Humanity's edifice complex goes back — way back — to around 2,575 B.C., when the Great Pyramid of Giza, the tallest of Egypt's famous monuments, began its four-millennium reign as the world'stallest building . Originally rising 481 ft. (146 m) above a rocky stretch along the Nile river, it has been beaten down 30 ft. (9 m) by years of erosion

Lincoln Cathedral

Lincoln Cathedral has taken its share of beatings — a fire around 1141, an earthquake in 1185 and a collapse of its central tower in the 1230s. But at 524 ft. (160 m), the house of worship in northwestern England held the title of world'stallest building for more than 200 years, until 1549. The building, regarded as one of the largest and most magnificent churches in all of Europe, was started in the 11th century and took literally centuries to complete. The lead-covered spire built in the 14th century made it the tallest building in Europe, a title it lost when the spire collapsed in 1549. Even without the spire, however, it remains the tallest cathedral in Europe.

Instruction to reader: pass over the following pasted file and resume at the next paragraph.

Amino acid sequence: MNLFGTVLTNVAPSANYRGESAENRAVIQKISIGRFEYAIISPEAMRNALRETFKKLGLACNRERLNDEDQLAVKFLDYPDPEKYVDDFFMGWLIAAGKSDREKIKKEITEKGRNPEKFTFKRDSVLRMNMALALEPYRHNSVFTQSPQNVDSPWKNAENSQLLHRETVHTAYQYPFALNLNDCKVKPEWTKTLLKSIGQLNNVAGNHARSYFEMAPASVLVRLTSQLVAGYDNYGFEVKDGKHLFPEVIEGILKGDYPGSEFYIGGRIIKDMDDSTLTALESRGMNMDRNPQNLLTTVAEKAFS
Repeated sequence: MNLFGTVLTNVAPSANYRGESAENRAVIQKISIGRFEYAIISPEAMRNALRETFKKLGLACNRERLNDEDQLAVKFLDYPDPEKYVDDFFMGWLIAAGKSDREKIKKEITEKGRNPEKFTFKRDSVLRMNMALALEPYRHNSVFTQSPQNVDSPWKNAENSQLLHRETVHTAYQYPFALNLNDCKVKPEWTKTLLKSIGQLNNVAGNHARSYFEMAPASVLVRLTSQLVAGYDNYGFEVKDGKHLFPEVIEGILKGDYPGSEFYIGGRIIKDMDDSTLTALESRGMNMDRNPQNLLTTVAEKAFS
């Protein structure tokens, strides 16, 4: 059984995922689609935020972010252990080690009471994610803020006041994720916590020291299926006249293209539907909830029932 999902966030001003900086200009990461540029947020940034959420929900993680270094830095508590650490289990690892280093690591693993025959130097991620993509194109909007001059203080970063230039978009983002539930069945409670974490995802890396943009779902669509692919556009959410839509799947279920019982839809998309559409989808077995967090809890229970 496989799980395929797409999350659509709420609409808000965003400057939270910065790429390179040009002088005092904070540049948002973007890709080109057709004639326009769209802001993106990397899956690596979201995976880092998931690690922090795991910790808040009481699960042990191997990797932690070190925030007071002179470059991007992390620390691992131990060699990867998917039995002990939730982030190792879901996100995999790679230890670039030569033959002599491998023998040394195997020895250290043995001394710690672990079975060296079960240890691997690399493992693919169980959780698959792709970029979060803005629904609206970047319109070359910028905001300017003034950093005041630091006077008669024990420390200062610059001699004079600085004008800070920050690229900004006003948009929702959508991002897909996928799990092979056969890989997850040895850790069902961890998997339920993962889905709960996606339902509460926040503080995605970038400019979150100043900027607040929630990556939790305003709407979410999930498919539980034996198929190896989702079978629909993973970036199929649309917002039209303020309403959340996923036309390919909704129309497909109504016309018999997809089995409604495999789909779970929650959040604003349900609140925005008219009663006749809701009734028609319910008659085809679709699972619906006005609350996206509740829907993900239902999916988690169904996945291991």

Cologne Cathedral

In the early 14th century, churches began a long period of dominance as the world's tallest structures. Entrants from Estonia, France and Germany all vied for the title over the ensuing centuries. St. Olaf's in Tallinn succeeded Lincoln Cathedral in 1549, and held the designation until 1625, when itsspire burned down after a lightning strike. Houses of worship in Germany (Stralsund, Hamburg) and in Rouen and Strasbourg in France swapped the world's-tallest title until 1880, when Cologne Cathedral, which checked in at a towering 518 ft. (157 m), took over the honor after a laborious construction process that lasted more than six centuries. The German church, which survived bombing campaigns in World War II and became a World Heritage site in 1996, owned the designation for just four years, when the newly completed Washington Monument surpassed it.